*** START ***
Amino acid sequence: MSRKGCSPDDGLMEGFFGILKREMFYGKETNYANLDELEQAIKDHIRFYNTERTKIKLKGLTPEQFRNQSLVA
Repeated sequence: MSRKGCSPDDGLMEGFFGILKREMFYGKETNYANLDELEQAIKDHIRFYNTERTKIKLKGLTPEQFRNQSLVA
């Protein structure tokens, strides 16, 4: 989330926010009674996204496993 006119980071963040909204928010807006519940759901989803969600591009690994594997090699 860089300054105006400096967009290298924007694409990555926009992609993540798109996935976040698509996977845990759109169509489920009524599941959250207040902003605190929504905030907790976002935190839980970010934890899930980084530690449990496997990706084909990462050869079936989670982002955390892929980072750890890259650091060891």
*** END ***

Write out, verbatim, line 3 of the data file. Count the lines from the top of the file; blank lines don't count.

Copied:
């Protein structure tokens, strides 16, 4: 989330926010009674996204496993 006119980071963040909204928010807006519940759901989803969600591009690994594997090699 860089300054105006400096967009290298924007694409990555926009992609993540798109996935976040698509996977845990759109169509489920009524599941959250207040902003605190929504905030907790976002935190839980970010934890899930980084530690449990496997990706084909990462050869079936989670982002955390892929980072750890890259650091060891």